President Ian Khama doesn’t talk much about the Alcohol Levy Fund nowadays but the last time he did, he shared figures that two opposition MPs are likely to use against him to argue their case for redirection money from that Fund.
“As at September 2015, a cumulative total of P1,867,586,562 has been collected from the alcohol levy. A 2012 evaluation of the impact of our alcohol reduction campaign interventions indicated that there was a reduction in alcohol consumption from 8 litres per capita to 7 litres,” Khama said in his 2015 state-of-the-nation address.
Two Umbrella for Democratic Change MPs, Dr. Phenyo Butale of Gaborone Central and Shawn Ntlhaile of Jwaneng-Mabutsane, are trying to get the government to spend that money on a group that not only need it most but one that the money actually comes from ÔÇô alcohol addicts. Butale wants the government to utilise the money from the Fund “to establish at least two rehabilitation centres in Gaborone and another major centre to deal with the escalating scourge of drug abuse in the country as a matter of urgency.” Likewise, Ntlhaile wants the government “to setup rehabilitation centres across the country to address alcohol abuse, drug disorders and related social ills.”
On becoming president in 2008, Khama introduced an alcohol tax that was initially set at 30 percent but has now risen to 55 percent. In some parts of the world, alcoholism is treated as a public health issue. On the other hand, the president sees it as a sign of indiscipline and takes an approach so punitive that people who abuse alcohol don’t benefit from the money they pay into the Alcohol Levy Fund. The position of the two MPs on this particular aspect is unknown but they obviously prefer an approach that eliminates the source of the problem.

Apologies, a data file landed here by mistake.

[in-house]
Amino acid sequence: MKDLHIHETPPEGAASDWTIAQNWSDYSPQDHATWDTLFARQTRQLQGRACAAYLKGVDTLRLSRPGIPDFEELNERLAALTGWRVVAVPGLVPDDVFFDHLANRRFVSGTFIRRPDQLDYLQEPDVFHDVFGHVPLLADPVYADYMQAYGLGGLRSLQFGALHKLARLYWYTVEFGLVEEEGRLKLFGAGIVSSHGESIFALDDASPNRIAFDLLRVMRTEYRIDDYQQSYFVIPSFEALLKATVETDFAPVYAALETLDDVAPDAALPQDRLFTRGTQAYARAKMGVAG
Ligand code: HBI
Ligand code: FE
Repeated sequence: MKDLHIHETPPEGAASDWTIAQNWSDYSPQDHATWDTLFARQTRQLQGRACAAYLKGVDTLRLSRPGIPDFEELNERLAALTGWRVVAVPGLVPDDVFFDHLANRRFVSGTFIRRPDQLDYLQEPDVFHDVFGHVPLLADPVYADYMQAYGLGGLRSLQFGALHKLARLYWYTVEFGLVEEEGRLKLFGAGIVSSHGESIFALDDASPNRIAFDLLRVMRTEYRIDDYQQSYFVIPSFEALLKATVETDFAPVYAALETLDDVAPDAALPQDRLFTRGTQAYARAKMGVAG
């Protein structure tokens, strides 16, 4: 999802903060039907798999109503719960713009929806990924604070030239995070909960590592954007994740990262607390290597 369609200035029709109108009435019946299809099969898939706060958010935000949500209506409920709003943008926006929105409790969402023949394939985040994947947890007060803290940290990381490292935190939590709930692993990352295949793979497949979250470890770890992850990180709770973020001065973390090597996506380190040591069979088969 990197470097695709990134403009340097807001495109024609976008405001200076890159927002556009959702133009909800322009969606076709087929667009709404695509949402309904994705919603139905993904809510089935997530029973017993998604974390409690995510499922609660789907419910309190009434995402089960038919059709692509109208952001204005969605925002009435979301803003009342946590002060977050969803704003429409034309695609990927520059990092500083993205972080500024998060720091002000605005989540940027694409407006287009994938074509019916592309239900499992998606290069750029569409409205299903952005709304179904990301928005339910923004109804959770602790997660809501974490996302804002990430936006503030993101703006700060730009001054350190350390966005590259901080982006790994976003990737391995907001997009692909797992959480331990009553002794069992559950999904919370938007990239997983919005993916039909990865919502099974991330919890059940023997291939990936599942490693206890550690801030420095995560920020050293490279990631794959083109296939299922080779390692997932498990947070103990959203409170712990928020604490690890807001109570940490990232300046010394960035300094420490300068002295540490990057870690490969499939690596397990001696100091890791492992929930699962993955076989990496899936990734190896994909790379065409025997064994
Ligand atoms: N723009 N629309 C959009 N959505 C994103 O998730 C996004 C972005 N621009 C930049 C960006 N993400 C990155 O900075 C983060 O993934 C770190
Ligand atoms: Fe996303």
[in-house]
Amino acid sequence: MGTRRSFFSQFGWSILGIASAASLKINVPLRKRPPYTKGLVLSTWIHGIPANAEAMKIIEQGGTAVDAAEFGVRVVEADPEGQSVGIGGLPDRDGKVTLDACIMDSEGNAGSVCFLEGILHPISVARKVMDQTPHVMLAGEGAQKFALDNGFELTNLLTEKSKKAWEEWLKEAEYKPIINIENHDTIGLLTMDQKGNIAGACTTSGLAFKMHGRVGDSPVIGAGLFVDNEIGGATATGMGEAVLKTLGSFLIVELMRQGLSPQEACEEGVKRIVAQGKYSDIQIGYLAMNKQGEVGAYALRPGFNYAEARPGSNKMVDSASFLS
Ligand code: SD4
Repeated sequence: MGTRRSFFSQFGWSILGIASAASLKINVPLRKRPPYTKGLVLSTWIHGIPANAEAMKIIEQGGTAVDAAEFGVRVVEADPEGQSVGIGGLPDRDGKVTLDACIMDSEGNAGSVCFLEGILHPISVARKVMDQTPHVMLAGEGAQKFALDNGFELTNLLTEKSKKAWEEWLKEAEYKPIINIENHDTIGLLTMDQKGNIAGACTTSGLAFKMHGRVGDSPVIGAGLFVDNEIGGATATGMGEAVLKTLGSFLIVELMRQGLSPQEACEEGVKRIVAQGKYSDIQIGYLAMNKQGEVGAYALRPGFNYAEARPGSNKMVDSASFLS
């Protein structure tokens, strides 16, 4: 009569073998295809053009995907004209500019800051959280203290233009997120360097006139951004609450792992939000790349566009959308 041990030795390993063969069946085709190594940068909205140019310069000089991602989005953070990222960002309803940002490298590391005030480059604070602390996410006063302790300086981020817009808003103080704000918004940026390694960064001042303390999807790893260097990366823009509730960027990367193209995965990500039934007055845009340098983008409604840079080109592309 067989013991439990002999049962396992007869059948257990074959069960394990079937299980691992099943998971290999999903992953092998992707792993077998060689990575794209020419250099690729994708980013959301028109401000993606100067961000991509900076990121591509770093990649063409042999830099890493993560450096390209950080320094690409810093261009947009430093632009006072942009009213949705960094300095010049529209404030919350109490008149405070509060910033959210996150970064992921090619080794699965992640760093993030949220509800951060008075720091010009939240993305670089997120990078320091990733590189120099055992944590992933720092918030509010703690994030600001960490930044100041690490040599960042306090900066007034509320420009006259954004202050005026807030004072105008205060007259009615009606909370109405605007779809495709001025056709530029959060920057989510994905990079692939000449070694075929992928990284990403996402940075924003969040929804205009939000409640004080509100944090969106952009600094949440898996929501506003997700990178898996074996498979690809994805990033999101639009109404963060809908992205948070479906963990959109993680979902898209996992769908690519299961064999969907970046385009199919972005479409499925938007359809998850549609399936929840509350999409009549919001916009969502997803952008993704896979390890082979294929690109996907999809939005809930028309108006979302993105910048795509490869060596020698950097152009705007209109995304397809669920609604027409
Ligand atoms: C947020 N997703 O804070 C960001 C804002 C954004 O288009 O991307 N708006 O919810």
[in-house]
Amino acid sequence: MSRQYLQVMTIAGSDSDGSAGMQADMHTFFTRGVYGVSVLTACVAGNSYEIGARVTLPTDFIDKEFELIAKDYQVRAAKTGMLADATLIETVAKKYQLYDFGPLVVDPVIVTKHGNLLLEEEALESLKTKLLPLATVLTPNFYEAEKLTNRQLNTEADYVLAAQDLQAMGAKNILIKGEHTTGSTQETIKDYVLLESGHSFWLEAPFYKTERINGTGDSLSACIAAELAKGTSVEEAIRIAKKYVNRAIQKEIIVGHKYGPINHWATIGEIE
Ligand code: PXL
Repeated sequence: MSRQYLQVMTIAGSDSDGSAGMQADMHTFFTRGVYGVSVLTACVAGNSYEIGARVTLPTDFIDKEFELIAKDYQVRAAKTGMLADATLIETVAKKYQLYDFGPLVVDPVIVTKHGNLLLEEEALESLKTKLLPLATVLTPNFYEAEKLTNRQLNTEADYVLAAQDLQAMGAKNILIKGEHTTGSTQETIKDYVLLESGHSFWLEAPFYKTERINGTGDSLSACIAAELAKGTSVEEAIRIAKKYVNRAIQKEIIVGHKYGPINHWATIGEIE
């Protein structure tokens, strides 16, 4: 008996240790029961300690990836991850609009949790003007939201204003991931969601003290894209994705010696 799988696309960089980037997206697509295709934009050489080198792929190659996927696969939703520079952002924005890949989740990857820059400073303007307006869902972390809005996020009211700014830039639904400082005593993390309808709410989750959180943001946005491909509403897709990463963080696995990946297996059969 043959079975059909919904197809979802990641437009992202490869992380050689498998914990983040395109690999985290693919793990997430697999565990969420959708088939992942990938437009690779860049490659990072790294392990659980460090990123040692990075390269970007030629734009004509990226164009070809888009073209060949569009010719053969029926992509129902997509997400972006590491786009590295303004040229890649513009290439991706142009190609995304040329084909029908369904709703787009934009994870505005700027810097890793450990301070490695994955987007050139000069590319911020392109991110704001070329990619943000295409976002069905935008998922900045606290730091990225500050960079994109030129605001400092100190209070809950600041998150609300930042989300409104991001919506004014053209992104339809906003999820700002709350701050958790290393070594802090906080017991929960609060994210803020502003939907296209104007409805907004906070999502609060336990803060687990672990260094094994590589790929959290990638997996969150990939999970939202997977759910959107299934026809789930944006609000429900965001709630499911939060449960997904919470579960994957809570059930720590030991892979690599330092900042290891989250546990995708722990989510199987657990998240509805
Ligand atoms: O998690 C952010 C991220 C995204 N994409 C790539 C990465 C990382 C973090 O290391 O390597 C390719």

Khama’s war against alcohol also manifests itself in the form of the Liquor Act which has a provision that limits hours of trading for places that sell alcohol. Fewer trading hours should supposedly reduce the consumption of alcohol. As the levy, this approach doesn’t deal with the root cause of alcoholism which a rehabilitation centre would do.
The tragedy is that while the levy was introduced to fight alcohol abuse, the government has now created a situation in which it is in its own financial interest for people to abuse alcohol. The Alcohol Levy Fund has provided budgetary support for a host of government programmes, including the Botswana Youth Games in 2014.